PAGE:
The governor, who is Jewish, says he is all for a spirited debate, but he objects to any use of antisemitic phrases and messages.

"When you attack someone based on what they look like, where they come from, who they love, or who they pray to just because of that particular characteristic, it makes everyone of us less safe," said Shapiro.

Students and others have set up tent encampments on campuses around the country to press colleges to cut financial ties with Israel. Tensions over the war have been high on campuses since the fall but demonstrations spread quickly following an April 18 police crackdown on an encampment at Columbia University.

RELATED: Pro-Palestinian protests sweep university campuses in Pennsylvania, nationwide

More than 3,000 people have been arrested on U.S. campuses over the past month. Campuses have been calmer recently, with fewer arrests, as students leave for summer break. Still, colleges have been vigilant for disruptions to commencement ceremonies.

Elsewhere, graduate students at the University of California, Santa Cruz, went on strike Monday as part of a rolling, systemwide protest over how administrators have responded to pro-Palestinian encampments, including arrests of protesters at the Los Angeles, San Diego and Irvine campuses.

Philadelphia District Attorney Larry Krasner, meanwhile, declined to charge four University of Pennsylvania protesters who were among 19 arrested Friday night, citing a lack of evidence submitted by campus police. Krasner's office approved misdemeanor charges against three others. The remaining 12 arrested Friday night were given citations for failing to disperse.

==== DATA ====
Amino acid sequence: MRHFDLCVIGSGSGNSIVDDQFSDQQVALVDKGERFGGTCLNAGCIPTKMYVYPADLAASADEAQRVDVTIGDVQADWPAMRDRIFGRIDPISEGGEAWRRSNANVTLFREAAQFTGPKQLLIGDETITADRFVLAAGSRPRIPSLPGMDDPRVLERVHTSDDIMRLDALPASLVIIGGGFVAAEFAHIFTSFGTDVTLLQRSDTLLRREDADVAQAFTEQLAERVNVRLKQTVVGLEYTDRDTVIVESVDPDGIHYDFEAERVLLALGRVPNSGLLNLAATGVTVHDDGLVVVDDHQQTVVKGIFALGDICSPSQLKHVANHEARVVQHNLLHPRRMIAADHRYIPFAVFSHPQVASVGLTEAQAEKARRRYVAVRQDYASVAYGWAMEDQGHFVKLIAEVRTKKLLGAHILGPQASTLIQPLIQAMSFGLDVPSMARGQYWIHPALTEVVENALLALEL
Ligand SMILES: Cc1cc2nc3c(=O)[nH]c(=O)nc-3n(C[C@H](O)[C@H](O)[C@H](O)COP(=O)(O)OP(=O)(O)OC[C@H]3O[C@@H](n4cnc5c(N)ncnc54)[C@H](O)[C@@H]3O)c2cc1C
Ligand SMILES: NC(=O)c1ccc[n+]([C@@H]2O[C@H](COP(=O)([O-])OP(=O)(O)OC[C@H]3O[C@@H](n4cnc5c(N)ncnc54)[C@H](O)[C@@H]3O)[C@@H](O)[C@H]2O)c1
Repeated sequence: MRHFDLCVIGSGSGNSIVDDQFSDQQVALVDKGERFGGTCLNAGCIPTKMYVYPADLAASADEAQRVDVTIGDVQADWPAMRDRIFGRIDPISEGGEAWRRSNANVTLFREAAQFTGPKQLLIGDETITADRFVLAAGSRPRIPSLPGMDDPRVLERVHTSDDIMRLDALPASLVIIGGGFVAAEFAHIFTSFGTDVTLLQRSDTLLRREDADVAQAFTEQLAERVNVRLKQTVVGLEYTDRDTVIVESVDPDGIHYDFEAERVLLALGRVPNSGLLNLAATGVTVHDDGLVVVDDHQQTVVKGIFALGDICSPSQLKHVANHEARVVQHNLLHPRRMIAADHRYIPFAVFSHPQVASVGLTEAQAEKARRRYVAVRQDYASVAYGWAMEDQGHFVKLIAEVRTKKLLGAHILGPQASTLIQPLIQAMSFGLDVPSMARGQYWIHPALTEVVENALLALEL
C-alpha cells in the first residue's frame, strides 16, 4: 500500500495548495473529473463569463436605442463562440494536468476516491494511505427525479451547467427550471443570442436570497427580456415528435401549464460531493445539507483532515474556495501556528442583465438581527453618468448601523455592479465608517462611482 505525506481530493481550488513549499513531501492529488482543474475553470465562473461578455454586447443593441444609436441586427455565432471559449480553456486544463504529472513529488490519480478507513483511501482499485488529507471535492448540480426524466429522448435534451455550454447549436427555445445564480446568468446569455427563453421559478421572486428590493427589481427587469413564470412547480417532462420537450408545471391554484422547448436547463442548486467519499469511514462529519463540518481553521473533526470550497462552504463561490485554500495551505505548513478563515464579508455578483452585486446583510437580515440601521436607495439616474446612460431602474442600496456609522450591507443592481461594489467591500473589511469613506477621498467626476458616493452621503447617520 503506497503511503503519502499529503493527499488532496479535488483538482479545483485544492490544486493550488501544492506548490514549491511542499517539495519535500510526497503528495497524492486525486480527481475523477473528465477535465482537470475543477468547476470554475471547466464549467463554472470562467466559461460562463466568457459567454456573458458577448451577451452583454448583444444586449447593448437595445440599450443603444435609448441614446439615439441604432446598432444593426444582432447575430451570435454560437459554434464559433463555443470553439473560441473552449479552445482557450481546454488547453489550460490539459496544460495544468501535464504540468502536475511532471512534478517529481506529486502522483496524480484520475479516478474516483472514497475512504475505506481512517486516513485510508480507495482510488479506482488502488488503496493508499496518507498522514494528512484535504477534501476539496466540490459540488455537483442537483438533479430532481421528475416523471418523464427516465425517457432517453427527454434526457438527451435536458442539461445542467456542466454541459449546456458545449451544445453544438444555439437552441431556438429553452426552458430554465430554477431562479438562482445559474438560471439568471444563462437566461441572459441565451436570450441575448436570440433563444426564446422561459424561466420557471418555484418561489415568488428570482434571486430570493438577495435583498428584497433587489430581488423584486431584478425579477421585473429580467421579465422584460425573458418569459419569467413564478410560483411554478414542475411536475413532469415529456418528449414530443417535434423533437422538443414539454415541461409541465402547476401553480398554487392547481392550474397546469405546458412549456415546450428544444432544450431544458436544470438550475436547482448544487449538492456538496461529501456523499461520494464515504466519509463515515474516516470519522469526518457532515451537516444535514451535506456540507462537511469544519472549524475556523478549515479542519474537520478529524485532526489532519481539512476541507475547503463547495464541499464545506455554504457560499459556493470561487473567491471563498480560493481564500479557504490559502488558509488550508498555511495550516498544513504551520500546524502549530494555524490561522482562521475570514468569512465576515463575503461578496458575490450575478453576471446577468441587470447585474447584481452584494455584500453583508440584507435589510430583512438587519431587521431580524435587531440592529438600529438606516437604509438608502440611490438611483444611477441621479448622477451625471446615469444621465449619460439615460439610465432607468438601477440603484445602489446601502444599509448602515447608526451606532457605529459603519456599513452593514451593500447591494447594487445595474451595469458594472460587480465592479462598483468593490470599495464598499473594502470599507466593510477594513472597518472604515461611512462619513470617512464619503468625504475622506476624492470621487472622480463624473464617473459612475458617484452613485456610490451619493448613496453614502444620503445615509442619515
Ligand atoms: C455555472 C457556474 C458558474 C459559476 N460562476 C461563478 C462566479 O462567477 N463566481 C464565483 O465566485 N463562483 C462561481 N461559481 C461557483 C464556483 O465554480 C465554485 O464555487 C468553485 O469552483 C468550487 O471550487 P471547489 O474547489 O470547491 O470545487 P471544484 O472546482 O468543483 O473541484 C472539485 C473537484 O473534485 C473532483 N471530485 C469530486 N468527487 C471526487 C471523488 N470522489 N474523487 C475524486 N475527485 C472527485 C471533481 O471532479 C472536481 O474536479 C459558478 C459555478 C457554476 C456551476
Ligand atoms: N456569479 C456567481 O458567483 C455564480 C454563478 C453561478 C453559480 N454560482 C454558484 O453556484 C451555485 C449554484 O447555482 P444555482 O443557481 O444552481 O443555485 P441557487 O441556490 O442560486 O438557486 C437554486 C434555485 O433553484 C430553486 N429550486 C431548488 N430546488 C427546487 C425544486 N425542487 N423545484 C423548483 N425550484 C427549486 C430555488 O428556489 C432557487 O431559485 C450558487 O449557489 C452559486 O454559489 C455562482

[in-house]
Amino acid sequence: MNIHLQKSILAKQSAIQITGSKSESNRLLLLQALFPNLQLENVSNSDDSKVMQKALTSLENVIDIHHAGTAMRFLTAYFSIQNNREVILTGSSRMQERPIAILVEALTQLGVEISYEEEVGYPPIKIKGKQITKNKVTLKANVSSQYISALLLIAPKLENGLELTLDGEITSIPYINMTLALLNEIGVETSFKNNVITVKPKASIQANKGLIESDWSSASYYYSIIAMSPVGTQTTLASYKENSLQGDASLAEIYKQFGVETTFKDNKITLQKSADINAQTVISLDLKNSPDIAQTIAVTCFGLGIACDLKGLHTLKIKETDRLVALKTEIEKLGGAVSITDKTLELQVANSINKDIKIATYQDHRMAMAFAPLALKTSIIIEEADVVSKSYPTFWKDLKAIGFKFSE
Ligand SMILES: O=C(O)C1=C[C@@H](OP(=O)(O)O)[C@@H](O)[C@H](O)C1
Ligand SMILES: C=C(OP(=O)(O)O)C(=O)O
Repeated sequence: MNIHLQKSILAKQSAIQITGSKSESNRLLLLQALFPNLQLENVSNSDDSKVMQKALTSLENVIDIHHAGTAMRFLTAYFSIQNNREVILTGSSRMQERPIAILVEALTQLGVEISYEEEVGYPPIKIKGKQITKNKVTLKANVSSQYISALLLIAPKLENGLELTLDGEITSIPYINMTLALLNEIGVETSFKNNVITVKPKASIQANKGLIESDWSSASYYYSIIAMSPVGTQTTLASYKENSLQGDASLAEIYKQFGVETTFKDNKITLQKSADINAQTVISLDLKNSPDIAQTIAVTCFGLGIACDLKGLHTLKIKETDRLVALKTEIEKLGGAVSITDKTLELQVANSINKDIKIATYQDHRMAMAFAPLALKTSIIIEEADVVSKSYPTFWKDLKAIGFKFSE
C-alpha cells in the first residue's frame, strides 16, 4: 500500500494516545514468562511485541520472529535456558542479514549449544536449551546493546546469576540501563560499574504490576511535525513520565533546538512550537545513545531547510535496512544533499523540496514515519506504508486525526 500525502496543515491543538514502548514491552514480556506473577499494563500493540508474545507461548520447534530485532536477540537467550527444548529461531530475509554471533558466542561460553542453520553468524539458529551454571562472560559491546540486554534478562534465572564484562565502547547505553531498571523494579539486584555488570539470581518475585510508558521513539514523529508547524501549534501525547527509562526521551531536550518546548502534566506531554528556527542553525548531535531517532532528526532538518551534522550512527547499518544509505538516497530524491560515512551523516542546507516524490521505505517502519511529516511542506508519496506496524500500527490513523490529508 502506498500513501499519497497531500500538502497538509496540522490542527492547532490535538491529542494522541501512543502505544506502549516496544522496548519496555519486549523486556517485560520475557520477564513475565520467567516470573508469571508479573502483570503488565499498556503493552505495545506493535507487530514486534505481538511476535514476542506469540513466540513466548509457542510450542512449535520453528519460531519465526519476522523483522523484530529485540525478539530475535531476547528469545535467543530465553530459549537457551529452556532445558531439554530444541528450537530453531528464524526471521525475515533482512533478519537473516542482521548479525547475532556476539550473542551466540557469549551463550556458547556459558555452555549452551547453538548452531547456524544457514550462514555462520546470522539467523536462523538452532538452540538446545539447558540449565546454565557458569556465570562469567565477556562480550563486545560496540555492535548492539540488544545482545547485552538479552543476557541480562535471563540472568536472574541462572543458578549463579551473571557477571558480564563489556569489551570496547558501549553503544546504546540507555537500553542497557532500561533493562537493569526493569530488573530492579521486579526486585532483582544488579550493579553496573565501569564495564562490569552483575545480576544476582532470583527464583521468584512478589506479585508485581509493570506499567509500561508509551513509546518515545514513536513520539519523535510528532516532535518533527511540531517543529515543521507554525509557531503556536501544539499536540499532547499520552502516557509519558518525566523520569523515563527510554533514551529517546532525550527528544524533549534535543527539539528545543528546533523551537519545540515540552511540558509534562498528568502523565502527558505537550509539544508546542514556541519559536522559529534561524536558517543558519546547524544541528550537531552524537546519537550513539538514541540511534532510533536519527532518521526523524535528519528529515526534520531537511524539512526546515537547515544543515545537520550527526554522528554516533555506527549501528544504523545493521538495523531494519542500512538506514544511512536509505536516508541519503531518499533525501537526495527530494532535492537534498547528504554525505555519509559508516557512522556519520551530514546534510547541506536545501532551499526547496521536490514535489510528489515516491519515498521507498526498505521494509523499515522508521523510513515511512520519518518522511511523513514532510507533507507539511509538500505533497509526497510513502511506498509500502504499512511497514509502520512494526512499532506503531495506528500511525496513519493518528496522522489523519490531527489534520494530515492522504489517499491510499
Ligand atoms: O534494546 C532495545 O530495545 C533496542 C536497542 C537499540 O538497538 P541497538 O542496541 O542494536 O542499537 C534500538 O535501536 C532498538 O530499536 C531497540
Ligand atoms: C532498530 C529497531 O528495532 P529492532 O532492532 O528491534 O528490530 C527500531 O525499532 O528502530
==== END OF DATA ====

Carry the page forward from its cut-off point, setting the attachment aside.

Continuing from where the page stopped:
RELATED: Penn's interim president warns pro-Palestinian protesters to disband encampment immediately

Penn's main commencement ceremony was held Monday under tightened security and a ban on flags and signs. There were no disruptions.

But dozens of students walked out of Yale University's commencement ceremony, some waving Palestinian flags. Yale said in a prepared statement that "a number of graduating students chose to peacefully walk out during the ceremony. University staff helped guide these individuals to an area outside the event space, and the ceremony continued as scheduled."

Wesleyan University in Connecticut said it had reached agreement with student protesters to review possible divestment, with meetings scheduled for later this month and in the fall. Wesleyan President Michael Roth announced the deal over the weekend and disclosed that 1.7% of Wesleyan's endowment was invested in aerospace and defense businesses, but that none were directly involved in the manufacture of weapons.

As part of the agreement, Wesleyan protesters cleared their encampment on Monday, according to a school spokesperson.

The Associated Press has recorded at least 82 incidents since April 18 where arrests were made at campus protests across the U.S. At least 3,025 people have been arrested on the campuses of 61 colleges and universities. The figures are based on AP reporting and statements from universities and law enforcement agencies.

The latest Israel-Hamas war began when Hamas and other militants stormed into southern Israel on Oct. 7, killing around 1,200 people and taking an additional 250 hostage. Palestinian militants still hold about 100 captives, while Israel's military has killed more than 35,000 people in Gaza, according to Gaza's Health Ministry, which doesn't distinguish between civilians and combatants.

The Associated Press contributed to this report.